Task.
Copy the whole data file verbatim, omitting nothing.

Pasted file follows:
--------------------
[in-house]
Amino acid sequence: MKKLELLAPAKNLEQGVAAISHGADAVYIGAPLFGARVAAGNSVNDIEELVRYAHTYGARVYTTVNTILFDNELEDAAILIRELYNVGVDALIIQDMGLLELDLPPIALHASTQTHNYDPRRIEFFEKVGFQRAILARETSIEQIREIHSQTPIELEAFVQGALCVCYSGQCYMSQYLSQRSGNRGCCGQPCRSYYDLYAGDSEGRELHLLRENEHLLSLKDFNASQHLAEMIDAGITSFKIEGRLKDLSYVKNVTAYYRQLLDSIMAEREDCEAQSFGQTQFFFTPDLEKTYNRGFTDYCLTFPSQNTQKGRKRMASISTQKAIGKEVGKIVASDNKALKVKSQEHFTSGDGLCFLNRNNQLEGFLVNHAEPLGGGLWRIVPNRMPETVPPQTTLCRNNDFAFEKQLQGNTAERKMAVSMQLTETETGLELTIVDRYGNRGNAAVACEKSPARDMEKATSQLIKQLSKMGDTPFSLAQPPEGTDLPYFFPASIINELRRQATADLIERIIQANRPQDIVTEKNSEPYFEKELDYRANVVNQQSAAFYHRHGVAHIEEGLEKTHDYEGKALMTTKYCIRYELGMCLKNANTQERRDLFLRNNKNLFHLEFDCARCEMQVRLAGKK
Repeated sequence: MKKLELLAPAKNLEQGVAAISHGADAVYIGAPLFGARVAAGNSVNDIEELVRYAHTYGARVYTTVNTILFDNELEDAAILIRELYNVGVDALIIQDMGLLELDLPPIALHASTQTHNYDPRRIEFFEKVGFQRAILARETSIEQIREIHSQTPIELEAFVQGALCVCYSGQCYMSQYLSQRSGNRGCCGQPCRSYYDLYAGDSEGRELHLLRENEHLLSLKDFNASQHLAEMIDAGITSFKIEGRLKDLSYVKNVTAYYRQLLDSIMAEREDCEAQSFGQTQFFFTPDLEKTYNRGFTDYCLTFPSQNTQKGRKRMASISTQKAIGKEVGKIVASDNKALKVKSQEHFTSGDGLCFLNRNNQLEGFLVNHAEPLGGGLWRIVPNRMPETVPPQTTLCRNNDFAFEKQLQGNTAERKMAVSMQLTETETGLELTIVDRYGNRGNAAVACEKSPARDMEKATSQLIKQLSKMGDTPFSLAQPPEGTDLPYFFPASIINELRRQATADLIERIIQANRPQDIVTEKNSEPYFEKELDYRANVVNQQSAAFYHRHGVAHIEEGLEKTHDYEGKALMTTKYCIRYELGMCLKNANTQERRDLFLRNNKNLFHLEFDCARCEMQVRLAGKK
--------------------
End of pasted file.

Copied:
[in-house]
Amino acid sequence: MKKLELLAPAKNLEQGVAAISHGADAVYIGAPLFGARVAAGNSVNDIEELVRYAHTYGARVYTTVNTILFDNELEDAAILIRELYNVGVDALIIQDMGLLELDLPPIALHASTQTHNYDPRRIEFFEKVGFQRAILARETSIEQIREIHSQTPIELEAFVQGALCVCYSGQCYMSQYLSQRSGNRGCCGQPCRSYYDLYAGDSEGRELHLLRENEHLLSLKDFNASQHLAEMIDAGITSFKIEGRLKDLSYVKNVTAYYRQLLDSIMAEREDCEAQSFGQTQFFFTPDLEKTYNRGFTDYCLTFPSQNTQKGRKRMASISTQKAIGKEVGKIVASDNKALKVKSQEHFTSGDGLCFLNRNNQLEGFLVNHAEPLGGGLWRIVPNRMPETVPPQTTLCRNNDFAFEKQLQGNTAERKMAVSMQLTETETGLELTIVDRYGNRGNAAVACEKSPARDMEKATSQLIKQLSKMGDTPFSLAQPPEGTDLPYFFPASIINELRRQATADLIERIIQANRPQDIVTEKNSEPYFEKELDYRANVVNQQSAAFYHRHGVAHIEEGLEKTHDYEGKALMTTKYCIRYELGMCLKNANTQERRDLFLRNNKNLFHLEFDCARCEMQVRLAGKK
Repeated sequence: MKKLELLAPAKNLEQGVAAISHGADAVYIGAPLFGARVAAGNSVNDIEELVRYAHTYGARVYTTVNTILFDNELEDAAILIRELYNVGVDALIIQDMGLLELDLPPIALHASTQTHNYDPRRIEFFEKVGFQRAILARETSIEQIREIHSQTPIELEAFVQGALCVCYSGQCYMSQYLSQRSGNRGCCGQPCRSYYDLYAGDSEGRELHLLRENEHLLSLKDFNASQHLAEMIDAGITSFKIEGRLKDLSYVKNVTAYYRQLLDSIMAEREDCEAQSFGQTQFFFTPDLEKTYNRGFTDYCLTFPSQNTQKGRKRMASISTQKAIGKEVGKIVASDNKALKVKSQEHFTSGDGLCFLNRNNQLEGFLVNHAEPLGGGLWRIVPNRMPETVPPQTTLCRNNDFAFEKQLQGNTAERKMAVSMQLTETETGLELTIVDRYGNRGNAAVACEKSPARDMEKATSQLIKQLSKMGDTPFSLAQPPEGTDLPYFFPASIINELRRQATADLIERIIQANRPQDIVTEKNSEPYFEKELDYRANVVNQQSAAFYHRHGVAHIEEGLEKTHDYEGKALMTTKYCIRYELGMCLKNANTQERRDLFLRNNKNLFHLEFDCARCEMQVRLAGKK